Cloning: A Biologist Reports
by Robert Gilmore McKinnell
University of Minnesota Press, 1985
Paper: 978-0-8166-5826-8


Cloning was first published in 1985. Minnesota Archive Editions uses digital technology to make long-unavailable books once again accessible, and are published unaltered from the original University of Minnesota Press editions.

Cloning has become in recent years a subject of widespread speculation: the word is a source of fear and wonder, the concept a jumping-off point for the fantasies of cartoonists, film producers, and novelists. With this book, cell biologist Robert Gilmore McKinnell provides the first clear scientific explanation of the procedure for general readers.

Cloning is best defined as the asexual reproduction of genetic duplicates. The word clone derives from the Greek word for a twig or a slip, and the first "cloners" were in fact horticulturalists. Early attempts to clone animals culminated in 1952 when biologists reported that they had produced frogs by transplanting genetic material from an embryonic body cell into an egg from which the nucleus had been removed.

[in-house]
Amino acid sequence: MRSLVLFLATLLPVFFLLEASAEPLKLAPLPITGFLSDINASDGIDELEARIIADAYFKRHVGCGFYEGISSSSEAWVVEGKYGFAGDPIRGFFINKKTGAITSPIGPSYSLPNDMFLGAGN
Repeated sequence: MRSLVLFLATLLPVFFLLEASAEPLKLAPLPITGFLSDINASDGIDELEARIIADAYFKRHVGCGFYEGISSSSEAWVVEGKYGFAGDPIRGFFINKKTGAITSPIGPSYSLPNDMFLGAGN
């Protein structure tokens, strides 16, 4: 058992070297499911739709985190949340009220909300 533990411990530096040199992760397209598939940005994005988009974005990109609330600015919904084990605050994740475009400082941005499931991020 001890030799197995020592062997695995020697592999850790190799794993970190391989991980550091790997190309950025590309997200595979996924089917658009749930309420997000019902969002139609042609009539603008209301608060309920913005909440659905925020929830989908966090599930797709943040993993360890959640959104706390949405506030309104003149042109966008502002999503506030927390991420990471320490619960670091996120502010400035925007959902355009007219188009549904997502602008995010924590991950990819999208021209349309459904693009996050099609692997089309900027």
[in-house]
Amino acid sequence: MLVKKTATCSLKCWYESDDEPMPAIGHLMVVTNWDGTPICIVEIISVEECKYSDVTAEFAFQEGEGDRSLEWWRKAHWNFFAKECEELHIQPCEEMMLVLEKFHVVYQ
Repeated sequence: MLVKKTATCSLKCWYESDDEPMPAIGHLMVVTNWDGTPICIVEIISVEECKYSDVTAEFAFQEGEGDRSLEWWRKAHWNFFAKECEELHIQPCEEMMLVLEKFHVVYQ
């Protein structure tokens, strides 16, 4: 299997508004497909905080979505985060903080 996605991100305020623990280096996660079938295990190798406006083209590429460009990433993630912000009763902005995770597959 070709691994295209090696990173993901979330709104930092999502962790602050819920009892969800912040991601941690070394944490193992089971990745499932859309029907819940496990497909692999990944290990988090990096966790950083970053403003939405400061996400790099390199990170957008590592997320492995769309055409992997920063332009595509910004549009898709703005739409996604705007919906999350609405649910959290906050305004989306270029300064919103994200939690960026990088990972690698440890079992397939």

In this account, McKinnell traces the historical background of cloning and describes in detail the modern procedure used in the cloning of frogs—the highest animal thus far cloned. He emphasizes that the purpose of cloning is not to produce numerous frogs—or people—but rather to serve as a tool in biological research—to achieve greater understanding of cancer and aging, immunobiology and the differentiation of cells.

McKinnell also deals with questions about potential mammalian clones and examines the social, ethical, and biological problems we face in our considerations about human cloning. He concludes that human clones are not necessary for research purposes and that the diversity achieved with sexual reproduction is far more desirable than the sameness of cloned creatures.

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